Housing recovery slips out of sight

August 9, 2011: 1:58 PM ET
Home price recovery slips out of sight

NEW YORK (CNNMoney) -- Any glimmer of hope that the housing market will stage a recovery in the upcoming months has vanished, thanks to the recent spate of bad economic news that has been making headlines over the past several weeks.

According to the latest analysis of home price trends in 384 markets based on the Fiserv/Case-Shiller Indexes, it will be well into the first quarter of 2013 before median home prices across the nation will even be on par with prices from the first quarter of this year.

And that's not saying much. During the first quarter of 2011, prices fell in 302 of the 384 housing markets tracked by the Fiserv/Case-Shiller index, dropping by an average of 5.1% year-over-year.

As a result of continued weakness on the jobs front and the debt ceiling fiasco, Fiserv pushed back its projections of a housing market turnaround by three months. Now, it doesn't expect home prices to start gaining any ground until the second quarter of 2012.

Where the jobs are

Instead, Fiserv expects median home prices to continue to fall by an average of 3.1% between March 31 of this year and March 31, 2012. After that, it expects to see prices increase by 2.7% until the first quarter of 2013.

"Every piece of bad news causes more people to be more nervous," said David Stiff, chief economist for Fiserv, which provides information management and analyses data for the financial services industry. "The stabilization of housing markets depends greatly on household confidence in the strength of the economic recovery. Unfortunately, recent economic news has done little to build confidence."

There still, however, is no shortage of housing inventory. More than 3.75 million existing homes in June alone were on the market, according to the National Association of Realtors. At the latest rate of sales, it would take 9.5 months to exhaust that inventory, about 50% longer than what NAR considers a healthy housing market.

"I don't think we'll see an increase in sales until we see the economy improving," said Fiserv's Stiff.

Hopes for that economic rebound seem to be fading. The percentage of Americans who have jobs reached a 28-year low in July. So, even though housing affordability is better than ever -- Fiserv's data shows that prices have fallen from their peak by nearly a third nationally and mortgage rates have hit rock-bottom -- too few people can take advantage of the affordable housing costs because of tightened lending standards.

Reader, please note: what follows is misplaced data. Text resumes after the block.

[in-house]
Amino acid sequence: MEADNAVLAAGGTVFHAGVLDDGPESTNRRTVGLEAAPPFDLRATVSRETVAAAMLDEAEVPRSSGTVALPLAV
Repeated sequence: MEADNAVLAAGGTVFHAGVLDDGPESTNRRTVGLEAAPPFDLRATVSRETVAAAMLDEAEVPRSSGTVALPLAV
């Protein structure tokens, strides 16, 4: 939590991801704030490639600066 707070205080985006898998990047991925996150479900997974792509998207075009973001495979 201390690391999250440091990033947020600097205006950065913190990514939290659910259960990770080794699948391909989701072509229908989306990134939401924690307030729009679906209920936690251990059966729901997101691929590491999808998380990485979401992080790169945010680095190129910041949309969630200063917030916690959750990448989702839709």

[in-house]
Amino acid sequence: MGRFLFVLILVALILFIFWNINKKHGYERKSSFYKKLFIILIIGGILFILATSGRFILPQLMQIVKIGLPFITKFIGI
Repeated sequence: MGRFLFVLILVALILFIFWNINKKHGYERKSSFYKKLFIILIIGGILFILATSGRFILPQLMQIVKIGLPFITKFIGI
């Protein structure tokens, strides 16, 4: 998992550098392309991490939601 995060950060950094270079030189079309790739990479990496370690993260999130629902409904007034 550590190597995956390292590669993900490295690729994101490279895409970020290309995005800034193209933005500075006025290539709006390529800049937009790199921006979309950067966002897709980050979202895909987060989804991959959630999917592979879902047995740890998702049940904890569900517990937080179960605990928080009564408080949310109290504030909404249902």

Some markets, however, will fare better than others

In the Miami metro area, for example, where prices fell 54% from the peak, Fiserv forecasts a further plunge of 22.8% over the 24 months ending March 30, 2013. Fiserv estimates that another hard-hit market, Las Vegas, will plunge another 19.3%, Ft. Lauderdale will see declines of 18.9% and Phoenix will take another 15% hit.

Some smaller metro areas could also get hammered. In Ocean City, N.J., prices are predicted to plunge 26.9% through March, 2013; in Naples, Fla., Fiserv forecasted a 21.2% drop; and in Destin, Fla., it projected a 13.6% decline.

Foreclosures fall in most U.S. cities

Stiff said markets that are ripe for a turnaround will be in the Pacific Northwest. The biggest gainer is expected to be Tacoma, Wash., where Fiserv said prices will rise nearly 25% by March 2013. Seattle and Portland's prices are expected to stay flat through next March and then record double-digit gains of just over 10% each over the following 12 months.

"Homes are undervalued in the Northwest," said Stiff, "the economy is diverse and the demographics strong. It has tech, manufacturing and extractive industries (like lumbering and mining) and people are still moving into the area."

Ocala, Fla. (23.9%), Palm Bay, Fla. (18.3%), Mobile, Ala. (18.5%) and Madera, Calif. (18.2%) are also expected to record big gains.

Are you considering postponing retirement as a result of the stock market turmoil? CNN is planning a report on this issue. If you would like to appear in the CNN story please e-mail kiran.khalid@turner.com. To top of page

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